B&G Logo

March 16, 2014

Veterans Courts Offer Alternative

Filed under: Uncategorized — Tom Hagen @ 9:01 pm

When I returned to private practice with Bradley & Guzzetta last fall I was asked to join the team of the 5th Judicial District Veterans Court located in Mankato, Minnesota.  This week I will attend three days of training in conjunction with the Minnesota judicial system’s Veterans’ Treatment Court Planning Initiative.  The 5th District has also selected me to attend Veteran Court Conference 2 in Los Angeles in May.  My service with the court is entirely voluntary, and I am pleased and excited to have this additional opportunity to serve America’s veterans.

So what is a Veterans Court?  These courts first began in 2008 and there are now 130 of them in 40 states.  Also known as veterans treatment courts, they are an alternative to the regular criminal justice system.  They’re meant to address the unique needs and circumstances of veterans while recognizing their service and have been very successful in the short time they have been in existence.  Veterans courts are considered “problem solving” courts and use a multi-disciplinary team of professionals to address the needs of the vets in the program while promoting sobriety and stability.  One in six Iraq and Afghanistan vets suffer from substance abuse and 81% of vets arrested have a substance abuse problem.  Since 2004, the number of vets treated for mental illness and substance abuse has increased 38%.  Simply warehousing these people as may have happened after past wars is not the answer and fails to recognize the unique circumstances of their service on our behalf.

The court is designed for U.S. military veterans charged with misdemeanor, gross misdemeanor or felony offenses who are often struggling with addiction, mental illness and/or co-occurring disorders. The goal is to promote sobriety, recovery and stability through a coordinated response that involves cooperation and collaboration with the traditional partners found in problem solving courts, with the addition of the U.S. Department of Veterans Affairs Health Care networks, the Veterans Benefits Administration, volunteer veteran mentors and veterans support organizations.  For example, the following are some of the members represented on the team:  the vet court presiding judge, probation officers, prosecutors, defense attorneys, county veterans service officers, the jail administrator, volunteer mentors, and drug and alcohol counselors.  One of the key participants is the VA justice outreach coordinator who can keep the group informed of the veteran-defendant’s upcoming VA medical appointments, etc.  Other things the court may address are health care, emergency financial assistance, chemical dependency and mental health counseling, employment and skills training assistance, temporary housing and other referral services.

So how does it work?  After a veteran is charged with a crime, either prior to or after a plea or finding of guilty, the veteran-defendant with the consent of the prosecuting attorney may be offered the option to voluntarily participate in the program.  Participation is always voluntary.  The veteran-defendant then attends veterans court on a regular basis, as often as twice a month, for the duration of their probation.  The team meets before the court session for progress updates on each veteran and addresses any current needs the veteran may have with respect to getting back on their feet.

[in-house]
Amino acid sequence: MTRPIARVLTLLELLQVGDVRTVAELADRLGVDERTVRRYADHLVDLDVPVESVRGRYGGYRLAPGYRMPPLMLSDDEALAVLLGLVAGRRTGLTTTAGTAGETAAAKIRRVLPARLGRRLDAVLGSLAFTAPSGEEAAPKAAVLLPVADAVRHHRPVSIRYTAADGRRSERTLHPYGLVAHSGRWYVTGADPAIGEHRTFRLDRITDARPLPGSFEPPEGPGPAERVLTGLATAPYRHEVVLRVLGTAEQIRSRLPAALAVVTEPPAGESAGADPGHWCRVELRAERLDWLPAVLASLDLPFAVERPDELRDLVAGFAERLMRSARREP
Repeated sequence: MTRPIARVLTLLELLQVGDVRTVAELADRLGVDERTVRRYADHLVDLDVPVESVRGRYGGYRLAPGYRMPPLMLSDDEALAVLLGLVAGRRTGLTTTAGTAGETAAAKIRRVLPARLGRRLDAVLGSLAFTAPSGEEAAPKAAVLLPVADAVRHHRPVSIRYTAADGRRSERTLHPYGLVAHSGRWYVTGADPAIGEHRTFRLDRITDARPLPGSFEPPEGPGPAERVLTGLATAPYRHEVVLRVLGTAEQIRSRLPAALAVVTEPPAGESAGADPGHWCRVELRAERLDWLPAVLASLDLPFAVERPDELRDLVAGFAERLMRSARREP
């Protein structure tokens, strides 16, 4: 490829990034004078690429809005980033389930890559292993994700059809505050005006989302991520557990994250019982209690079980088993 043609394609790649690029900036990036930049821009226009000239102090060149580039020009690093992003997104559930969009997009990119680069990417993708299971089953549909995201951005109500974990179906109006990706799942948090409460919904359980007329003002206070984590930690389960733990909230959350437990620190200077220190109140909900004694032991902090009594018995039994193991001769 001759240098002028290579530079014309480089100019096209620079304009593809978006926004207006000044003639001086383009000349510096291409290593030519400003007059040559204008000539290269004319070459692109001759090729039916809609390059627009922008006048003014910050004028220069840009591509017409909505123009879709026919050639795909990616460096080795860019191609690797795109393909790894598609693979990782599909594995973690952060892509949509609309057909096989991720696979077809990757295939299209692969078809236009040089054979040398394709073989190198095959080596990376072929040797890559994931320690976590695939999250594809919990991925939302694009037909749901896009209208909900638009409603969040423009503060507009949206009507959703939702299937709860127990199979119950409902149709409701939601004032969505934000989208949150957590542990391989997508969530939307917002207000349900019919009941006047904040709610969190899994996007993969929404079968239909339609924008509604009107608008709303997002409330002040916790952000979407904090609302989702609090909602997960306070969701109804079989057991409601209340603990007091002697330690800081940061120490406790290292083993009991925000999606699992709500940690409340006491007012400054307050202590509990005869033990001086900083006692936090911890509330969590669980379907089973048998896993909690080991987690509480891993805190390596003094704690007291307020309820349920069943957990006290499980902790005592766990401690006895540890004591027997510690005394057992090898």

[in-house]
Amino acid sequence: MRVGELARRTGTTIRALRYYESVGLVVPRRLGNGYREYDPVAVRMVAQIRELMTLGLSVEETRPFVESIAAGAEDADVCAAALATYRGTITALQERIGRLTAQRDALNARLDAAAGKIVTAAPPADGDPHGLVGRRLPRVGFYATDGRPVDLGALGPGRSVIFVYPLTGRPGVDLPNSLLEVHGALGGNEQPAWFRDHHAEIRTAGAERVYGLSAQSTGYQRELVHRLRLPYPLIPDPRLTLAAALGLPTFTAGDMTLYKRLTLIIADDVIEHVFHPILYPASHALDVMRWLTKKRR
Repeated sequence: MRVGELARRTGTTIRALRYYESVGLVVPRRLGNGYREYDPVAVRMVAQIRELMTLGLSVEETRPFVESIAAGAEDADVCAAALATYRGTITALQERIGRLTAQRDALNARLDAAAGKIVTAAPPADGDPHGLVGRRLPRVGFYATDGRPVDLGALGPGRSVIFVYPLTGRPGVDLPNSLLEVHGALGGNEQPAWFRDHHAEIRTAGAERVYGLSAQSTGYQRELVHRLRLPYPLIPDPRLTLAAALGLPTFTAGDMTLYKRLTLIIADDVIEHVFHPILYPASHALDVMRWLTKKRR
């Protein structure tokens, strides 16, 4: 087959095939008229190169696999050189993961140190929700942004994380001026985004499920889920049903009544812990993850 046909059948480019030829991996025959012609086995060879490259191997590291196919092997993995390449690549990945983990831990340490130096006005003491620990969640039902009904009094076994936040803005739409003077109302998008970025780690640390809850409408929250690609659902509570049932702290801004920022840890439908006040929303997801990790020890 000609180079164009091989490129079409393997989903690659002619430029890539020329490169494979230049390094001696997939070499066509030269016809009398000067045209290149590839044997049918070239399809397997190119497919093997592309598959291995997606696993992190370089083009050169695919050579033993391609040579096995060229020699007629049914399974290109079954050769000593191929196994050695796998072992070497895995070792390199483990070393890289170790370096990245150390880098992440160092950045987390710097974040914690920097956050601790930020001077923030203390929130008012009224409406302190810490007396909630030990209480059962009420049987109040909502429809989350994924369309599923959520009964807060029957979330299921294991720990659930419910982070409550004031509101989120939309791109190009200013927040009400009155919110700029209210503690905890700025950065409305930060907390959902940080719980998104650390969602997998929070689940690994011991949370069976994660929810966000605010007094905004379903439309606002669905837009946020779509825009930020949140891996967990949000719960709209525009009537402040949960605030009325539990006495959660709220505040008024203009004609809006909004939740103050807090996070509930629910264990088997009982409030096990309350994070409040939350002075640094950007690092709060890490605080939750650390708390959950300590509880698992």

Veterans courts appear to be working. 67% of vets in the program successfully complete their treatment and those that receive VA services experience an 88% reduction in arrests from the year before.  As VA Secretary Eric Shinseki told Veteran Conference 1 in December, “Instead of either jailing veterans who have been brought up on charges or releasing them back to the streets, you have underwritten treatment as a powerful option for dealing with those who have broken our laws.”

Tom Hagen is a 25-year member of the Minnesota National Guard where he serves as a judge advocate.  He deployed to Iraq twice with Minnesota’s 34th “Red Bull” Infantry Division.  Tom is a member of the National Organization of Veterans’ Advocates and has practiced law in Minnesota since 1997.  He concentrates on helping veterans and their family members receive the benefits they deserve.

November 5, 2013

Overview: The VA Claims Process

Filed under: Uncategorized — Tom Hagen @ 10:11 pm

“The willingness with which our young people are likely to serve in any war, no matter how justified, shall be directly proportional as to how they perceive the Veterans of earlier wars were treated and appreciated by their country.” George Washington, 1789

“…let us…care for him who shall have borne the battle, and for his widow, and his orphan…” Abraham Lincoln, Second Inaugural Address, 1865

As demonstrated in these quotes, the mandate to care for those who have “borne the battle” has been ingrained in our National ethos since our earliest days.  I am so inspired to be contributing to this heritage by focusing a legal practice on my fellow veterans.  And I am grateful and humbled by the willingness of Bradley & Guzzetta to add this service to their practice.  In this column I’ll provide a brief summary of the VA disability claims process.  A future column will describe the lawyer’s role in this process and how, when and why to hire one.